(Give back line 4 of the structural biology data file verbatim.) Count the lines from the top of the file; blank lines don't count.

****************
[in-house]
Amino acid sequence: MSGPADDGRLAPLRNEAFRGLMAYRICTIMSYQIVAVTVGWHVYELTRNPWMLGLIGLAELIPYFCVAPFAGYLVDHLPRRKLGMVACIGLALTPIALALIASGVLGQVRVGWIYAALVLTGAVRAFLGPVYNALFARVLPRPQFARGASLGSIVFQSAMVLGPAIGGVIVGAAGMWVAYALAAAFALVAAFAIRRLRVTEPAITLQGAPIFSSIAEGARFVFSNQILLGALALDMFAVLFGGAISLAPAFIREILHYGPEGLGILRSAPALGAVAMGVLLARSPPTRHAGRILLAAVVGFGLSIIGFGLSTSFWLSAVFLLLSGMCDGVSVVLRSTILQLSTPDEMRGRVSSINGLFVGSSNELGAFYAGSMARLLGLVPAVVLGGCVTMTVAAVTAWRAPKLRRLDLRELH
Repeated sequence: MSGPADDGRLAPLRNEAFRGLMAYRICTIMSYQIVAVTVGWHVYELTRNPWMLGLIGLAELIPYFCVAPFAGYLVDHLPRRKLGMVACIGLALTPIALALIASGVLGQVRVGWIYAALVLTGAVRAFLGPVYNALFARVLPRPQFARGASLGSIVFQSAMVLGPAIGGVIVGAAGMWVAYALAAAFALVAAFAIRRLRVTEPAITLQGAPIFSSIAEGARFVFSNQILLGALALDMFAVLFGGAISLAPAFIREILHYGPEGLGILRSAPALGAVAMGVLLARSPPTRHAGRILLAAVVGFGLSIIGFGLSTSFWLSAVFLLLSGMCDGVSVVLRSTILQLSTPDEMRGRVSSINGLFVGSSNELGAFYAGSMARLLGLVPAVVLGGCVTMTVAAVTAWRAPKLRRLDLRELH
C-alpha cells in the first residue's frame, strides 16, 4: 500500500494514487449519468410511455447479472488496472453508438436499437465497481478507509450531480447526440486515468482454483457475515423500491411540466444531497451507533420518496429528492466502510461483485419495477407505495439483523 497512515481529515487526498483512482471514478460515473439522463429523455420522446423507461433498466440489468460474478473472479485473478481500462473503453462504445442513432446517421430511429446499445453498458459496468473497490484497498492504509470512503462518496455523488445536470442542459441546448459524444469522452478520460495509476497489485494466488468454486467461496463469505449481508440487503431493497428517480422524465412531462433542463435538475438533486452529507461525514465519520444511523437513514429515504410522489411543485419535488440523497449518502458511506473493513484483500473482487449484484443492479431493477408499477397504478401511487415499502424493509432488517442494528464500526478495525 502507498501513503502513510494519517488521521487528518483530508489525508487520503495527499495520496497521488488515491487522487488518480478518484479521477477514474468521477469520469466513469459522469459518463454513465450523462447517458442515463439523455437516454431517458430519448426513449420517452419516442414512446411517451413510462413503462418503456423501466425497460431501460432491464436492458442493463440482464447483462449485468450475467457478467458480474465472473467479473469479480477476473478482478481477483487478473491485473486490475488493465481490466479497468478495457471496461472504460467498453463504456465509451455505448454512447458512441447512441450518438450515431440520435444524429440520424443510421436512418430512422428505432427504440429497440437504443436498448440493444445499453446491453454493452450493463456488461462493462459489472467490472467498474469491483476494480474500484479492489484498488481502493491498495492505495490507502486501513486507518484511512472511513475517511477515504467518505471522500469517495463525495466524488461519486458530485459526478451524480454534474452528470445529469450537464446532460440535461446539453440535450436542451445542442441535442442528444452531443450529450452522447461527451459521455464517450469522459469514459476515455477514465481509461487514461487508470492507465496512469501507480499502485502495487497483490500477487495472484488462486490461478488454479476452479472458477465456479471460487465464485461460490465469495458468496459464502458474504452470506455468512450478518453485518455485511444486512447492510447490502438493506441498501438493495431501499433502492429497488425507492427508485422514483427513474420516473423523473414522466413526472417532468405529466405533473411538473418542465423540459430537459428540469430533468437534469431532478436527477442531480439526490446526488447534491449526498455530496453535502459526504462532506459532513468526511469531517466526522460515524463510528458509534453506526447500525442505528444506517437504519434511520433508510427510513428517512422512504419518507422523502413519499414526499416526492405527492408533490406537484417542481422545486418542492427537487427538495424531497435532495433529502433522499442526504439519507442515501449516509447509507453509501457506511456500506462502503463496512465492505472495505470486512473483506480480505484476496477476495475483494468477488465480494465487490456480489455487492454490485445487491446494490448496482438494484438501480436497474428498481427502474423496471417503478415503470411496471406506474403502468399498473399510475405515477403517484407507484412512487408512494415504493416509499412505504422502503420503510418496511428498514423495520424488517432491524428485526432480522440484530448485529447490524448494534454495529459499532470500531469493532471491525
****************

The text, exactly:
C-alpha cells in the first residue's frame, strides 16, 4: 500500500494514487449519468410511455447479472488496472453508438436499437465497481478507509450531480447526440486515468482454483457475515423500491411540466444531497451507533420518496429528492466502510461483485419495477407505495439483523 497512515481529515487526498483512482471514478460515473439522463429523455420522446423507461433498466440489468460474478473472479485473478481500462473503453462504445442513432446517421430511429446499445453498458459496468473497490484497498492504509470512503462518496455523488445536470442542459441546448459524444469522452478520460495509476497489485494466488468454486467461496463469505449481508440487503431493497428517480422524465412531462433542463435538475438533486452529507461525514465519520444511523437513514429515504410522489411543485419535488440523497449518502458511506473493513484483500473482487449484484443492479431493477408499477397504478401511487415499502424493509432488517442494528464500526478495525 502507498501513503502513510494519517488521521487528518483530508489525508487520503495527499495520496497521488488515491487522487488518480478518484479521477477514474468521477469520469466513469459522469459518463454513465450523462447517458442515463439523455437516454431517458430519448426513449420517452419516442414512446411517451413510462413503462418503456423501466425497460431501460432491464436492458442493463440482464447483462449485468450475467457478467458480474465472473467479473469479480477476473478482478481477483487478473491485473486490475488493465481490466479497468478495457471496461472504460467498453463504456465509451455505448454512447458512441447512441450518438450515431440520435444524429440520424443510421436512418430512422428505432427504440429497440437504443436498448440493444445499453446491453454493452450493463456488461462493462459489472467490472467498474469491483476494480474500484479492489484498488481502493491498495492505495490507502486501513486507518484511512472511513475517511477515504467518505471522500469517495463525495466524488461519486458530485459526478451524480454534474452528470445529469450537464446532460440535461446539453440535450436542451445542442441535442442528444452531443450529450452522447461527451459521455464517450469522459469514459476515455477514465481509461487514461487508470492507465496512469501507480499502485502495487497483490500477487495472484488462486490461478488454479476452479472458477465456479471460487465464485461460490465469495458468496459464502458474504452470506455468512450478518453485518455485511444486512447492510447490502438493506441498501438493495431501499433502492429497488425507492427508485422514483427513474420516473423523473414522466413526472417532468405529466405533473411538473418542465423540459430537459428540469430533468437534469431532478436527477442531480439526490446526488447534491449526498455530496453535502459526504462532506459532513468526511469531517466526522460515524463510528458509534453506526447500525442505528444506517437504519434511520433508510427510513428517512422512504419518507422523502413519499414526499416526492405527492408533490406537484417542481422545486418542492427537487427538495424531497435532495433529502433522499442526504439519507442515501449516509447509507453509501457506511456500506462502503463496512465492505472495505470486512473483506480480505484476496477476495475483494468477488465480494465487490456480489455487492454490485445487491446494490448496482438494484438501480436497474428498481427502474423496471417503478415503470411496471406506474403502468399498473399510475405515477403517484407507484412512487408512494415504493416509499412505504422502503420503510418496511428498514423495520424488517432491524428485526432480522440484530448485529447490524448494534454495529459499532470500531469493532471491525